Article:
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New Fed IT Rules - What to Save and What to Dump

January 04, 2007

Robert Brownstone, Law and Technology Director at Fenwick & West, exposes common myths about the new information destruction regulations and explains the legal risks of document retention and destruction in an article for Information Technology Advisor. Among the myths are that courts require companies to keep a copy of all electronic data, including email, that eDiscovery demands all relevant data be copied and sent to an a opponent in a lawsuit, and that data can be converted to other formats for easy transfer.

While it is not necessary for companies to hang on to every bit of data, they should develop well-crafted retention and destruction policies in order to protect themselves from legal risks. These policies may be tailored to fit each company's business needs. In general policies should:

  • Require data retention for statutory or regulatory periods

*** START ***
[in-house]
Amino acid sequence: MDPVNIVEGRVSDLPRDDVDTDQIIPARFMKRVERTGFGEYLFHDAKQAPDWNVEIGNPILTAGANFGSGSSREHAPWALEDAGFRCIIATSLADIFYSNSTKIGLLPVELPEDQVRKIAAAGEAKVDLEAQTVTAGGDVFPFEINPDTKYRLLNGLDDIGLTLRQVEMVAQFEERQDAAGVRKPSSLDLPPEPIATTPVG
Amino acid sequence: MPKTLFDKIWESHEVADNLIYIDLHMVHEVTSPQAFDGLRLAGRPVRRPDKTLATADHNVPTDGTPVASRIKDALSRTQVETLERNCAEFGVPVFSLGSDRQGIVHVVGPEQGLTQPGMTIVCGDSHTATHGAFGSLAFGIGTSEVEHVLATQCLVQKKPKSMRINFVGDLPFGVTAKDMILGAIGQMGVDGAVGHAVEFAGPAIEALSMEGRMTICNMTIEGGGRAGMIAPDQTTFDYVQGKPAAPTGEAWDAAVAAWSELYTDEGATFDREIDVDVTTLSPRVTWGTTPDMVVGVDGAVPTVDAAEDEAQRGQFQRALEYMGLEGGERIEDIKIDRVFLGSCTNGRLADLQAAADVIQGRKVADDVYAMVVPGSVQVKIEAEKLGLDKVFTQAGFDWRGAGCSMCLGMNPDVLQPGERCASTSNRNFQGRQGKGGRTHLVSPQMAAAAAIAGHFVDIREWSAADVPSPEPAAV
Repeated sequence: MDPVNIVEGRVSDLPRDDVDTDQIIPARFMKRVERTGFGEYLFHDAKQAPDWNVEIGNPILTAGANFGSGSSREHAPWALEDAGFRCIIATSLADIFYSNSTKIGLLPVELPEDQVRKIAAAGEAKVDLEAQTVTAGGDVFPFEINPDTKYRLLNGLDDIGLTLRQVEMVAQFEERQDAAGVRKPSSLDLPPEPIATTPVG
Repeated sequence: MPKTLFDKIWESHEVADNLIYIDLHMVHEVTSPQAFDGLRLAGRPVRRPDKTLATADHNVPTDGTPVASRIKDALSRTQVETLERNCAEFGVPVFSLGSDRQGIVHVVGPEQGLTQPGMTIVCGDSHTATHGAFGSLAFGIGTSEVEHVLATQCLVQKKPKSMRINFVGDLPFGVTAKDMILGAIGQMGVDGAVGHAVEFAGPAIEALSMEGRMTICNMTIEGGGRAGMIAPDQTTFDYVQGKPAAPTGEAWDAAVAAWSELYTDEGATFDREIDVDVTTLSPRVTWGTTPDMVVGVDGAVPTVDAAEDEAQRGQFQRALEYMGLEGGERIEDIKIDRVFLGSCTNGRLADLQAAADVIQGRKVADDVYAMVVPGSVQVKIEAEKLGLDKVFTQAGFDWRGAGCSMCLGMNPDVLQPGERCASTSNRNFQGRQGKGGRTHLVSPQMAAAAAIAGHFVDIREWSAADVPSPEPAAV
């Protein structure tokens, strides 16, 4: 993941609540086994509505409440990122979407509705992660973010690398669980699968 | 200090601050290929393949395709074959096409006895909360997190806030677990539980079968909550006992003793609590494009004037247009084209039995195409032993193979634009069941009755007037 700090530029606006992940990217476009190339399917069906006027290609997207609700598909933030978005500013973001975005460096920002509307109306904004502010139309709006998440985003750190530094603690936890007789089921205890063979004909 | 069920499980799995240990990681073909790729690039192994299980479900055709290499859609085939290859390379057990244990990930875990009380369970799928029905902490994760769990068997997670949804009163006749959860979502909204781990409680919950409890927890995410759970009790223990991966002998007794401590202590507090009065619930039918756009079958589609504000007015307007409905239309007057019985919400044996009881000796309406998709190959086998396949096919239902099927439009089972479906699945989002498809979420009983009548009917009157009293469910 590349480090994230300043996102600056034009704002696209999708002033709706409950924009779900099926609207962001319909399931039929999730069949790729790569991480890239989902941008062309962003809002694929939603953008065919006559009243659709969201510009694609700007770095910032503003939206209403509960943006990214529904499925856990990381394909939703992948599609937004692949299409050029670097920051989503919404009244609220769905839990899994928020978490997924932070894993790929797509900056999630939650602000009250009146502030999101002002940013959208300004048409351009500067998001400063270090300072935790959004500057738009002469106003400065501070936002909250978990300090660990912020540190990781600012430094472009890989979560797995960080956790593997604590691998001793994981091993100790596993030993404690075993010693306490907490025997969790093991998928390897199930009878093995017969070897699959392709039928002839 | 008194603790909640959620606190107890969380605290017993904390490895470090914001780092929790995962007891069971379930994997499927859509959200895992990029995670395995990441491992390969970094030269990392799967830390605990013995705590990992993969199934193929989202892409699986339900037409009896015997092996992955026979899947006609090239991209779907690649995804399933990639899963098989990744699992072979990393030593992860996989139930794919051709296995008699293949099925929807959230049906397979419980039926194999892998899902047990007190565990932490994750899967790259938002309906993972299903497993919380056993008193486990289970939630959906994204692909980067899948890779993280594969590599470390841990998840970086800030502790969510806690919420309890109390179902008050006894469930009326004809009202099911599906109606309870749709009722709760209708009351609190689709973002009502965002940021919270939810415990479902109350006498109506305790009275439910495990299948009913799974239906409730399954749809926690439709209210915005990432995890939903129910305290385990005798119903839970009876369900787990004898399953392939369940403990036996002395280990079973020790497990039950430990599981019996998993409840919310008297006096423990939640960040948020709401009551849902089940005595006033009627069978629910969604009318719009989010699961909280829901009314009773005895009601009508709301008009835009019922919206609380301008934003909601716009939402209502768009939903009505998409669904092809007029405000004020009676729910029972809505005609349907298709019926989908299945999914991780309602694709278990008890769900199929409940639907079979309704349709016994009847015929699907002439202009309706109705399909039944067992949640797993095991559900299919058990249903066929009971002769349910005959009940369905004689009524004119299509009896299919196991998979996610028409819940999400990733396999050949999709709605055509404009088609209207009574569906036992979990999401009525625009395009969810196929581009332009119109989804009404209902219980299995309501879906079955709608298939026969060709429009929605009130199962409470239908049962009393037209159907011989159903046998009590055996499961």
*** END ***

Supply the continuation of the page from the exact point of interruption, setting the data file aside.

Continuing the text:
• Employment and labor regulations
  • Audit and tax data rules (usually 7 years)
  • Contracts
  • Patent correspondences
  • Engineers' records
  • Corporate historical data

A good policy will also include a detailed litigation-hold or purging suspension procedure. In some cases, Brownstone also recommends that companies maintain a "privilege log" to explain to a judge why certain information, such as that which reveals attorney-client privilege, trade secrets, or private customer data, should not be disclosed.

Finally, Brownstone recommends that the best e-discovery defense is a good offense. In order to avoid a "smoking gun" email, users should be trained to not send an email that they would not want printed in the press, on a competitor's desk, in the government's hands, or read on a witness stand. At the end of the day, what does not exist cannot be used against you.

Read the entire article here.